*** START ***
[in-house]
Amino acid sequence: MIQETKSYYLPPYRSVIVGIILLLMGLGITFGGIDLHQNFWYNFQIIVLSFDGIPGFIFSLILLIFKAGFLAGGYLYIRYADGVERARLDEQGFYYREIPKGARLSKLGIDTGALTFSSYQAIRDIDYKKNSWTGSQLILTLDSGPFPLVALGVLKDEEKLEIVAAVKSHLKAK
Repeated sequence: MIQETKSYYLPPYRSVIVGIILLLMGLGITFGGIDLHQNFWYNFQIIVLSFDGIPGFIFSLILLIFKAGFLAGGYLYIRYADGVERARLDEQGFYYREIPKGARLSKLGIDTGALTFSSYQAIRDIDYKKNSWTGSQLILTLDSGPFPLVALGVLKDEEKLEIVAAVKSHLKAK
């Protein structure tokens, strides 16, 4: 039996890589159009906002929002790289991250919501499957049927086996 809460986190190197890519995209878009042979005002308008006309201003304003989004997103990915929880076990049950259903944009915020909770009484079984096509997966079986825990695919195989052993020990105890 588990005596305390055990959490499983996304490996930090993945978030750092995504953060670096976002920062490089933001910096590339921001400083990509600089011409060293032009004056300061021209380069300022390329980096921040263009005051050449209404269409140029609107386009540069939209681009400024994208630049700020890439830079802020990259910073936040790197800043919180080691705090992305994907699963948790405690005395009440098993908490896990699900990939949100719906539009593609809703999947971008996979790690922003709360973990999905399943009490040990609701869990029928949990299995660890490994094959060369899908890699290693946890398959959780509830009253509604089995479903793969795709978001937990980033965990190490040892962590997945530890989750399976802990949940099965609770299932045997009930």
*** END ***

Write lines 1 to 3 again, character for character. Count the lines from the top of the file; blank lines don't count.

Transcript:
[in-house]
Amino acid sequence: MIQETKSYYLPPYRSVIVGIILLLMGLGITFGGIDLHQNFWYNFQIIVLSFDGIPGFIFSLILLIFKAGFLAGGYLYIRYADGVERARLDEQGFYYREIPKGARLSKLGIDTGALTFSSYQAIRDIDYKKNSWTGSQLILTLDSGPFPLVALGVLKDEEKLEIVAAVKSHLKAK
Repeated sequence: MIQETKSYYLPPYRSVIVGIILLLMGLGITFGGIDLHQNFWYNFQIIVLSFDGIPGFIFSLILLIFKAGFLAGGYLYIRYADGVERARLDEQGFYYREIPKGARLSKLGIDTGALTFSSYQAIRDIDYKKNSWTGSQLILTLDSGPFPLVALGVLKDEEKLEIVAAVKSHLKAK